After what feels like an eternity, CSL is finally returning from summer break, and it is just about time to kick off the League of Legends fall season! The superb finals we had last year in Atlantic City have come and gone, and it’s time to start the long and grueling climb from the bottom once again. Hundreds of colleges and thousands of teams are all ready to prove their strength, and they all have one goal in mind: to become champions of CSL. We’ve had a lot of changes since the last CSL finals which need to be discussed to get us ready for the 19-20 season. In this preview to the League of Legends CSL season, we’re going to recap the tremendous 18-19 CSL season, talk about the current League of Legends meta, and look towards the future and set expectations for the new season.
Player on the RMU League of Legends team celebrating his victory after winning the championship
Atlantic City: the home of the finals for the 2018-2019 League of Legends season. We had three highly skilled teams travel to Atlantic City, all hoping for a chance to claim the title of CSL champions. The three colleges that went to Atlantic City were the University of Waterloo, Universite de Montreal, and our eventual champions, Robert Morris University.
The first team we’ll dissect is Universite de Montreal. Montreal was an extremely good team, but, at the time, I definitely would not have pinned them as one of the top 3 teams on the continent. However, Montreal proved me to be severely wrong, and they went on a string of incredible victories, including a fantastic 2-0 victory against Johns Hopkins University in the winners semifinals. They beat many good teams and flew to Atlantic City to face RMU in the winners finals. Unfortunately, Montreal’s dreams would quickly be shattered, and they were first defeated by RMU, and then taken down by Waterloo. Although Montreal’s end was tragic considering the rest of their season, third place is nothing to scoff at and Montreal should be very pleased with their placement.
Universite de Montreal's League of Legends team at CSL Grand Finals for the 2018-2019 season
Next, we have the University of Waterloo. Waterloo had a turbulent season, but they were a tale of redemption and proved themselves to be one of the best teams in CSL. Waterloo was knocked out early in the third round of the spring playoffs, but they fought back and made it all the way to Atlantic City through the losers bracket. They beat some of the best schools that fell to the losers bracket and even managed to beat Montreal to get to the grand finals. They were one game away from winning it all but fell just short to our eventual winners. Waterloo had an incredible season, and they are not going to be content with second again.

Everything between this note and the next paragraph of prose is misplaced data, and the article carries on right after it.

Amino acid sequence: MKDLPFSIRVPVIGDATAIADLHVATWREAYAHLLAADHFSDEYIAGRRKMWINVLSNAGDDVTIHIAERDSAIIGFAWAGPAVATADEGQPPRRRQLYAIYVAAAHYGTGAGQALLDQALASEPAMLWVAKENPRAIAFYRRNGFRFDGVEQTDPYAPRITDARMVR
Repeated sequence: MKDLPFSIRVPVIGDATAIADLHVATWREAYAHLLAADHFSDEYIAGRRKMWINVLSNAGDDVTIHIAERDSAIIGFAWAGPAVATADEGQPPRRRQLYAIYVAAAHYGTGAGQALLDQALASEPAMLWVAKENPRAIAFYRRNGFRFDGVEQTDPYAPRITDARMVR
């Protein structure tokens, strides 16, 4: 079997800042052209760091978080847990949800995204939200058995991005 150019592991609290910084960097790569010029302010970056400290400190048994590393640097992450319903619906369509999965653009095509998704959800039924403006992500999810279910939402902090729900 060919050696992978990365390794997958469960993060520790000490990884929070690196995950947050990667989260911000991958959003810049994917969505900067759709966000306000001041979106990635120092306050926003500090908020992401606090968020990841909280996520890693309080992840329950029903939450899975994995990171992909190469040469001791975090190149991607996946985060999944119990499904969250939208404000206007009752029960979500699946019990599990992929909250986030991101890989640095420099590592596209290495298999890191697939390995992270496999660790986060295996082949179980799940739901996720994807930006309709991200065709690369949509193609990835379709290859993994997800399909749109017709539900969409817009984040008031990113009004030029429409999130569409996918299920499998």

University of Waterloo playing at CSL Grand Finals for the 2018-2019 season
Finally, we have the champions, Robert Morris University. Everybody knew RMU was a strong team, but it took them a while to prove it. They had an early exit from the Winter Invitational, but once the spring playoffs came, there was no stopping this behemoth. They absolutely rolled through the playoffs and became the champions of CSL in Atlantic City. A talented school with an even more talented team, only time will tell if RMU will be able to replicate their successful victory.
RMU taking the championship title at CSL Grand Finals in Atlantic City
That was last year, and we are starting a brand new season. With a new season comes a new meta. Fortunately for people, the current meta is both exciting and flexible. With the creation of turret plates and jungle changes, the game has sped up considerably, making early game skirmishes much more common. Mechanics are much more important than they used to be, allowing individual players to make game-changing plays at the drop of a coin. I’d expect CSL to become much more fast-paced, with faster game times and even more explosive games than usual.
Additionally, the season has proven the meta to be flexible. Basically, there is no one lane or position that is blatantly better than the others, allowing teams to play the game the way they want to play. If a team has a strong bot side, they are able to play for the 2v2 and early dragon control. Alternatively, if a team has a strong topside, they are able to look for early top lane dives and a pre-14 minute Rift Herald that they can use to farm turret plates. Not only does this flexibility allow for different playstyles, but it also allows for more champion diversity. If bot side is your priority, champions like Caitlyn for turret plates or Draven for lane domination rise in priority. If the top side is your priority, champions like Elise for tower dives or Renekton for a strong lane rise in priority. Essentially, the meta is better than ever in terms of watching, with lots of flashy champions like Kai’sa, Akali, Irelia, and more being very powerful. Also, no one strategy completely dominates the meta, meaning games always look different and teams that are flexible are going to be the more successful teams.
The future of CSL is bright, with a very exciting meta for watchers and players alike to look forward to, and plenty of competitive teams vying for first place. With the season starting so soon, it will be interesting to see the early standings of the teams. Will proven, successful schools like Montreal, Robert Morris, and Waterloo climb to the top once again? Or will new, unproven challengers approach and usurp them from the top? With the dynamic and explosive meta currently in place, anything can happen, and time will tell who will rise to become champions this time!
Have you registered your team yet for CSL? Registration is OPEN NOW and closes October 13th.